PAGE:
McCarthy Gives Farewell Speech in D.C. During His Last Day as a Congressman

McCarthy Gives Farewell Speech in D.C. During His Last Day as a Congressman

Republican Rep. Kevin McCarthy of California reflected on his career in the House of Representatives on Thursday as he cast his final vote before retiring from Congress just before his fellow lawmakers took a three-week break for Christmas.

The former speaker looked back on his historic ouster as well as the rest of his career as he made right on his pledge to quit before his term expires in January 2025.

McCarthy, 58, addressed a mostly empty chamber when he said he had no regrets.

“To America: I loved every single day,” McCarthy said of his 17-year tenure in Washington.

Despite his disagreements with Democrats throughout the year, McCarthy thanked members of the party for their “work” on behalf of the country.

He then offered the handful of his colleagues in attendance advice on their careers.

“One thing I think we must quite understand, and if there’s advice I can give, do not be fearful if you believe your philosophy brings people more freedom,” McCarthy said. “Do not be fearful that you could lose your job over it.”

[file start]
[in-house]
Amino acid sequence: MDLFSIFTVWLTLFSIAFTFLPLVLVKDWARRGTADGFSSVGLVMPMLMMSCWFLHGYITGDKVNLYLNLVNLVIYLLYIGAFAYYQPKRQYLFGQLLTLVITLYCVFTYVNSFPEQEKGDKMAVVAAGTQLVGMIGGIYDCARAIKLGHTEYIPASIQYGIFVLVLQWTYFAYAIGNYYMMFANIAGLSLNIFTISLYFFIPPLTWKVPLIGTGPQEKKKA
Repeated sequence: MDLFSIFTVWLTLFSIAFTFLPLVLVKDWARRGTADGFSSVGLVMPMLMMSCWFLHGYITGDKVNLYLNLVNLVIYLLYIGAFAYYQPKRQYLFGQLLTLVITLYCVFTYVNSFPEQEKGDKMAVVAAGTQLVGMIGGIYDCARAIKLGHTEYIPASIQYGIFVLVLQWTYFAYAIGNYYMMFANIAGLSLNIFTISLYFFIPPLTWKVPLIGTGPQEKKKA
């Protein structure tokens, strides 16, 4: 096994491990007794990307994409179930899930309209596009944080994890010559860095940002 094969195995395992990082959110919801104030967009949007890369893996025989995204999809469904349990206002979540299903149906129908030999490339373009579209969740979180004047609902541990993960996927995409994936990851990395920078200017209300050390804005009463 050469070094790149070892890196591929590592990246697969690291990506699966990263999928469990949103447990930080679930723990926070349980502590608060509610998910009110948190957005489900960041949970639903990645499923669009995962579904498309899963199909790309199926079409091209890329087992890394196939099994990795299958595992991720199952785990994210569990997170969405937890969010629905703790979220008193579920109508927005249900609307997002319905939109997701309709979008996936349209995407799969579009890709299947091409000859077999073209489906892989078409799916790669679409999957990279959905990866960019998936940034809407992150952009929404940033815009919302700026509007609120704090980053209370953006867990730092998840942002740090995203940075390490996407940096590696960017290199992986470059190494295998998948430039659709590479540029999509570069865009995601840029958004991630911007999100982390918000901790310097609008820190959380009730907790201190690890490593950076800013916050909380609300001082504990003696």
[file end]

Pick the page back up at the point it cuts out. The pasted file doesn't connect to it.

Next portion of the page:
McCarthy, who held the speaker’s gavel for only nine months, then addressed the September deal he made with Democrats to fund the government, a stance that led to his removal.

“I knew the day we decided to make sure to choose to pay our troops while war was breaking out, instead of shutting down, was the right decision. I also knew a few would make a motion. Somehow they disagreed with that decision,” he said.

McCarthy said the decisions he made as the leader of the House – which culminated in him being the first speaker ever ousted from the position – were the right thing to do. He said he would not have changed anything given the benefit of hindsight.

“I would do it all again,” McCarthy said.

According to The Hill, he concluded his full remarks by telling other representatives to vote by conscience and not with ambition in mind.

“We should never allow this body to stop for doing what is right,” McCarthy concluded. “So if you come across that question of whether you should do what’s right out of fear of losing your job, do it anyways ’cause it’s the right thing to do and this is what the nation requires. I think putting people before politics is always the right answer.”

McCarthy was embraced by two of his closest GOP allies – Reps. Patrick McHenry of North Carolina and French Hill of Arkansas – after he finished his remarks.

McHenry says he will not run for re-election when his term expires in January 2025.

McCarthy announced he would vacate his seat last week in an op-ed he wrote for The Wall Street Journal.



This article appeared originally on The Western Journal.

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